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Exeter

Exeter (Roman), Isca Dumnoniorum, was successively fortress of legio II Augusta from the mid-50s to the mid-70s then civitas-capital of the Dumnonii. The fortress baths were excavated west of the cathedral in the 1970s; little else is known of the base. The civil basilica was constructed over the baths, and a civil bath-house is known. The 2nd-cent. earthen defences enclosed 93 acres and were refurbished in stone in the 3rd cent. Some houses have been excavated, but comfort and degree of Roman culture do not seem to have been high.

Alan Simon Esmonde Cleary

post-Roman

Exeter was refounded as a fortified town (burh) by Alfred. It rose to be one of the leading English towns of the 10th–12th cents., apparently through the tin trade, acquired a bishop's see (1050) and, after a rebellion against the Normans, a castle (1068). It declined in the 13th and 14th cents., though this did not prevent a total rebuilding of the cathedral, ‘the Decorated cathedral par excellence’. The Reformation was unpopular in Exeter, though the city resisted a siege by catholic rebels (1549). From the 15th to the 18th cents. Exeter throve as a cloth-making and cloth-trading town; when the textile industry declined, it became a social and servicing centre instead. It never really industrialized, and has remained a modest-sized regional centre. Since 1942 it has suffered grievously from both air raids and insipid post-war redevelopment.

David M. Palliser

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"Exeter." The Oxford Companion to British History. . Encyclopedia.com. 21 Oct. 2017 <http://www.encyclopedia.com>.

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"Exeter." The Oxford Companion to British History. . Retrieved October 21, 2017 from Encyclopedia.com: http://www.encyclopedia.com/history/encyclopedias-almanacs-transcripts-and-maps/exeter

Exeter

Exeter (ĕk´sətər), city (1991 pop. 88,235) and district, Devon, SW England, on the Exe River. It is the market, transportation, administrative, and distribution center for SW England. Manufacturing predominates, with metal and leather goods, paper, and farm implements as Exeter's chief products. The fort town Isca Dumnoniorum occupied the site in Roman times. Because of its strategic location, Exeter was besieged by the Danes in the 9th and 11th cent., by William the Conqueror in 1068, by Yorkists in the 15th cent., and by religious factions in the middle of the 16th cent. From the 10th to the 18th cent. the city was an important center for the production and exportation of woolen goods. The cathedral, with its massive Norman towers, is a classic example of Decorated style architecture. In the cathedral library is the famous Exeter Book. Ruins still remain of the Roman walls and of Rougemont Castle (11th cent.), built under William the Conqueror.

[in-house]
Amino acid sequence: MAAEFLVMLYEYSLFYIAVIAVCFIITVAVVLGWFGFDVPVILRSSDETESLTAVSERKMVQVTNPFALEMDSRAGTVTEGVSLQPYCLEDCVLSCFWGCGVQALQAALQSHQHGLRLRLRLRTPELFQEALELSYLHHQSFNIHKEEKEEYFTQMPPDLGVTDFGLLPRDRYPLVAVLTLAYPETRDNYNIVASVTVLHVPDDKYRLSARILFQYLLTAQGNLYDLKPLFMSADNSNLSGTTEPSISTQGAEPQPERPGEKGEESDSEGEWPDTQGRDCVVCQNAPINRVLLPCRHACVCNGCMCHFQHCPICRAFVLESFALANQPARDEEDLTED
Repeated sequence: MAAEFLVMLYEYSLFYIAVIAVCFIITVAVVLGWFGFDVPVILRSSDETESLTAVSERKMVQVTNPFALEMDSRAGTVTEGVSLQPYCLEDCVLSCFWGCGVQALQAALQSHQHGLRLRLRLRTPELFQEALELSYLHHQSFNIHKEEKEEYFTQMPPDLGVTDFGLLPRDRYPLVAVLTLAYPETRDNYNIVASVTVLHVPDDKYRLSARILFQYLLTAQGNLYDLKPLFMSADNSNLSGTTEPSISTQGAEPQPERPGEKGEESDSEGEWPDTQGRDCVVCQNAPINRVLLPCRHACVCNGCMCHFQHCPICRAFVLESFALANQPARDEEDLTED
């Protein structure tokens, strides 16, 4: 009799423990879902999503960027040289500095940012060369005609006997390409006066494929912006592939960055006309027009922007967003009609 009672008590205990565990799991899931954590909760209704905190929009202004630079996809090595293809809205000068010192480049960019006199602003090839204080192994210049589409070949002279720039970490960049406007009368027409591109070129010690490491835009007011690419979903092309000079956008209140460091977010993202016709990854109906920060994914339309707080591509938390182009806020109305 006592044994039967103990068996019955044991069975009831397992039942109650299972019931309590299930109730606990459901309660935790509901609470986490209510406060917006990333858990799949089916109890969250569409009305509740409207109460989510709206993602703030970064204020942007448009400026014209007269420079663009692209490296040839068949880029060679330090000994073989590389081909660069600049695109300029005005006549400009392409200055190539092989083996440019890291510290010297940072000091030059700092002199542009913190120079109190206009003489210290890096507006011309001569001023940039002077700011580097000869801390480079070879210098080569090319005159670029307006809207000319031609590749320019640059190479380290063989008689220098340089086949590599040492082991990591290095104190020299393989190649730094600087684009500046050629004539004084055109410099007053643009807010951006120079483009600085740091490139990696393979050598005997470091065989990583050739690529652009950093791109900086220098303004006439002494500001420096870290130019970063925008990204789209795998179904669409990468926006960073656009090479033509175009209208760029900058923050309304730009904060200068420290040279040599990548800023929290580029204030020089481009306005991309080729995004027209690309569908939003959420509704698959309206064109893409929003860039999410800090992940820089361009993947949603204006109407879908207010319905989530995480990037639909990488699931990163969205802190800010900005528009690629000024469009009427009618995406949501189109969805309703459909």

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"Exeter." The Columbia Encyclopedia, 6th ed.. . Encyclopedia.com. 21 Oct. 2017 <http://www.encyclopedia.com>.

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"Exeter." The Columbia Encyclopedia, 6th ed.. . Retrieved October 21, 2017 from Encyclopedia.com: http://www.encyclopedia.com/reference/encyclopedias-almanacs-transcripts-and-maps/exeter

Exeter

Exeter City on the River Exe; county town of Devon, sw England. Many ancient buildings remain, notably the Norman cathedral (c.1275), the 12th-century Guildhall and the remains of Roman walls. Exeter University was established in 1955. Industries: tourism, textiles, leather goods, metal products, pharmaceuticals. Pop. (2000 est.) 112,400.

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"Exeter." World Encyclopedia. . Encyclopedia.com. 21 Oct. 2017 <http://www.encyclopedia.com>.

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Exeter

Exeterbitter, committer, critter, embitter, emitter, fitter, flitter, fritter, glitter, gritter, hitter, jitter, knitter, litter, permitter, pitta, quitter, remitter, sitter, skitter, slitter, spitter, splitter, submitter, titter, transmitter, twitter, witter •drifter, grifter, lifter, shifter, sifter, snifter, uplifter •constrictor, contradictor, depicter, dicta, evictor, inflicter, predictor, victor •filter, kilter, philtre (US philter), quilter, tilter •Jacinta, midwinter, Minter, Pinta, Pinter, printer, splinter, sprinter, tinter, winter •sphincter •assister, ballista, bistre (US bister), blister, enlister, glister, lister, mister, resistor, Sandinista, sister, transistor, tryster, twister, vista •trickster •minster, spinster •hipster, quipster, tipster •cohabiter • arbiter • presbyter •exhibitor, inhibitor, prohibiter •Manchester • Chichester • Silchester •Rochester • Colchester •creditor, editor, subeditor •auditor • Perdita • taffeta • shopfitter •forfeiter • outfitter • counterfeiter •register • marketer •cricketer, picketer •Alistair • weightlifter • filleter •fillister • shoplifter •diameter, heptameter, hexameter, parameter, pentameter, tetrameter •Axminster • Westminster •limiter, perimeter, scimitar, velocimeter •accelerometer, anemometer, barometer, gasometer, geometer, manometer, micrometer, milometer, olfactometer, optometer, pedometer, photometer, pyrometer, speedometer, swingometer, tachometer, thermometer •Kidderminster • janitor •banister, canister •primogenitor, progenitor, senator •administer, maladminister, minister, sinister •monitor • per capita • carpenter •spanakopita • Jupiter • trumpeter •character • barrister • ferreter •teleprinter •chorister, forester •interpreter, misinterpreter •capacitor • ancestor • Exeter •stepsister •elicitor, solicitor •babysitter • house-sitter • bullshitter •competitor • catheter • harvester •riveter • banqueter • non sequitur •loquitur •inquisitor, visitor •compositor, expositor

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